In another study focusing on the impact of exercise on academic achievement, researchers at the University of Tennessee in Knoxville, and Saginaw Valley State University in Michigan, showed a potential association between a higher grade point average (GPA) and vigorous physical activity among college students.
The researchers evaluated 266 college students who completed an online survey during fall or winter semesters of the 2007/2008 or 2008/2009 academic years, with physical activity measured by the number of days a student engaged in vigorous physical activity for at least 20 minutes. Linear regression analysis showed that gender, major, and vigorous physical activity participation were associated with GPA. Based on these findings, the researchers developed an equation that included physical activity, gender, and major to predict GPA.
"The potential impact on GPA illustrates additional benefits of physical activity. Although we found an association between GPA and physical activity, this does not imply that vigorous physical activity causes an increase in GPA," said study supervisor, Joshua Ode, Ph.D., of Saginaw Valley State University in Michigan. "This relationship is more clear in elementary and middle-school students, but this is one of the first studies looking at the college student population."
A study presented at the conference by Conrad Woolsey, Ph.D., of Oklahoma State University in Stillwater, found that student athletes consuming both alcohol and energy drinks consumed significantly more alcohol and took part in riskier drinking habits than those who consumed alcohol alone.
The researchers evaluated 401 National Collegiate Athletic Association student athletes (257 males and 144 females) attending a large Division-I university in the fall of 2006 to assess how energy drinks affect existing alcohol-related problems. In addition, researchers measured consumption rates of alcohol alone, energy drinks alone, and combined alcohol and energy drinks to compare risk-taking behaviors and health consequences.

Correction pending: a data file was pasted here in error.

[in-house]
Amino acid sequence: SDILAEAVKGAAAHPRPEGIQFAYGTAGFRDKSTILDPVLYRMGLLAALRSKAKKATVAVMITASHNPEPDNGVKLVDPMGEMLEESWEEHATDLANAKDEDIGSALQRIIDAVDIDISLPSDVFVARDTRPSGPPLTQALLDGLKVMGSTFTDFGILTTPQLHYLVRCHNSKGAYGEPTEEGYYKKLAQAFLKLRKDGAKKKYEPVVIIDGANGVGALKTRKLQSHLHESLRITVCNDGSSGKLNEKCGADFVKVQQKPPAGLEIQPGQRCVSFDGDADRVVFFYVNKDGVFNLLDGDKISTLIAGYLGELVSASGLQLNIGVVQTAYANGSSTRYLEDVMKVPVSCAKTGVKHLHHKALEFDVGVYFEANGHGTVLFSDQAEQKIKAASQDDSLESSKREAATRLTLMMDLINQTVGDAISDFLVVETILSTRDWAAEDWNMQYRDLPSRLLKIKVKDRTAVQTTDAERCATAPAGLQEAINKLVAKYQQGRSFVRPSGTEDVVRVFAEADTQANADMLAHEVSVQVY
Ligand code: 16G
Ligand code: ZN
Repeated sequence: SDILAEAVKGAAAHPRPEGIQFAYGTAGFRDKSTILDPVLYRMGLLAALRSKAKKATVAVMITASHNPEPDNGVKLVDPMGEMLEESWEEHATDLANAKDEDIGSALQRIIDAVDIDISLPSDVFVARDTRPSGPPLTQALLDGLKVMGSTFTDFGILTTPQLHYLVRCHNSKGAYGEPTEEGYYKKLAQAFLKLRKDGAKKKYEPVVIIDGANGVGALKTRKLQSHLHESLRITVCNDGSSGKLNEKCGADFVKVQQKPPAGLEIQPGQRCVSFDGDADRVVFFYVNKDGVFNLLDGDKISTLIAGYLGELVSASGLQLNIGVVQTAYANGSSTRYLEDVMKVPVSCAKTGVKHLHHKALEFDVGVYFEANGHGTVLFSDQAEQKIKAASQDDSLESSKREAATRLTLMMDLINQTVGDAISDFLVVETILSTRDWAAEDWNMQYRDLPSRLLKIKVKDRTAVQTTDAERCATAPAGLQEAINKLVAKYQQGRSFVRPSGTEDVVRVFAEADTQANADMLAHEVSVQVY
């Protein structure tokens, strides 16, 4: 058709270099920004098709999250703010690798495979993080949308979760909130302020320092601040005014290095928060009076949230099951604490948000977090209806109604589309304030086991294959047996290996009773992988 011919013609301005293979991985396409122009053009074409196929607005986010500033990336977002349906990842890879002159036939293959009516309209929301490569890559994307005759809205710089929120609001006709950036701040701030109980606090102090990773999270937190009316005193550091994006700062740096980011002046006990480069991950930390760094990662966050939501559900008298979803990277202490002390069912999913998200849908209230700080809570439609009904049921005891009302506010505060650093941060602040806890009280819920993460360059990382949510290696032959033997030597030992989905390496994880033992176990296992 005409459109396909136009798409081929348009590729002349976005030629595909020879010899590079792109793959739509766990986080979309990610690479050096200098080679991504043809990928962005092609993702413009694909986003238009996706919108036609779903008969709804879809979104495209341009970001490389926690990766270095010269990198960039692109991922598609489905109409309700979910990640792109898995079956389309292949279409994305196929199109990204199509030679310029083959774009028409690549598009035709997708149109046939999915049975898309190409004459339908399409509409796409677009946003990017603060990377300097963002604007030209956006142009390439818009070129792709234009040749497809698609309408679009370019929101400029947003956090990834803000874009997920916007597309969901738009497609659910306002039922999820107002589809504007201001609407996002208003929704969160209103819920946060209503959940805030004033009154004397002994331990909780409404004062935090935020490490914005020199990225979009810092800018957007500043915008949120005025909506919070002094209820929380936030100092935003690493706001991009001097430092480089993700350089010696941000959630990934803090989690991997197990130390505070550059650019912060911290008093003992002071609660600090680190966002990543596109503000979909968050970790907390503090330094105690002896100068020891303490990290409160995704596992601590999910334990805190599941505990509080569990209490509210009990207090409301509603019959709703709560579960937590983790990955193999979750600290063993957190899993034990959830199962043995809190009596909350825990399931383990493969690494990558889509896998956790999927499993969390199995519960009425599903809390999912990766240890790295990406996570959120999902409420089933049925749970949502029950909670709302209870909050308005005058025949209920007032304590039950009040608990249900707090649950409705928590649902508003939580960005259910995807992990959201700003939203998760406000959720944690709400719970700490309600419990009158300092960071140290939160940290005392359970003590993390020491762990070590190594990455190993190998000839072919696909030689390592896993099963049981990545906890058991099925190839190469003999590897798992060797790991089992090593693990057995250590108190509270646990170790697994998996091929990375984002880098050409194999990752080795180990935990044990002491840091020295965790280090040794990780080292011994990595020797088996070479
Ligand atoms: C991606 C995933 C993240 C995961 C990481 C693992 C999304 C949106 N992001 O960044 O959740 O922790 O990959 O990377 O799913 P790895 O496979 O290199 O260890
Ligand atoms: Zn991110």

Among the 315 who used alcohol, 92.1 percent took part in "binge-drinking," which included the consumption of five or more drinks during one session. Compared to student athletes who consumed alcohol alone, those who used a combination of alcohol and energy drinks consumed more than double the amount of alcohol. In addition, athletes were significantly more likely to take part in "energy-binge" drinking, defined as the consumption of three or more energy drinks on one occasion, when combining alcohol and energy drinks than when consuming energy drinks only. Overall, student athletes demonstrated significant increases in risk-taking behavior and serious health consequences when combining alcohol with energy drinks.
"For practicing clinicians, the most important thing to remember is that energy drinks affect many of the same brain regions and neurotransmitters as alcohol and other drugs of abuse," Woolsey said. "Adolescents and young adults are at risk for long-term consequences because their brains are not fully developed and the overstimulation of the brain during this time causes brain changes that can affect the person for the rest of their lives. This includes an increased risk for psychological problems such as depressive and anxiety disorders because of how energy drinks affect neurotransmitters and brain regions."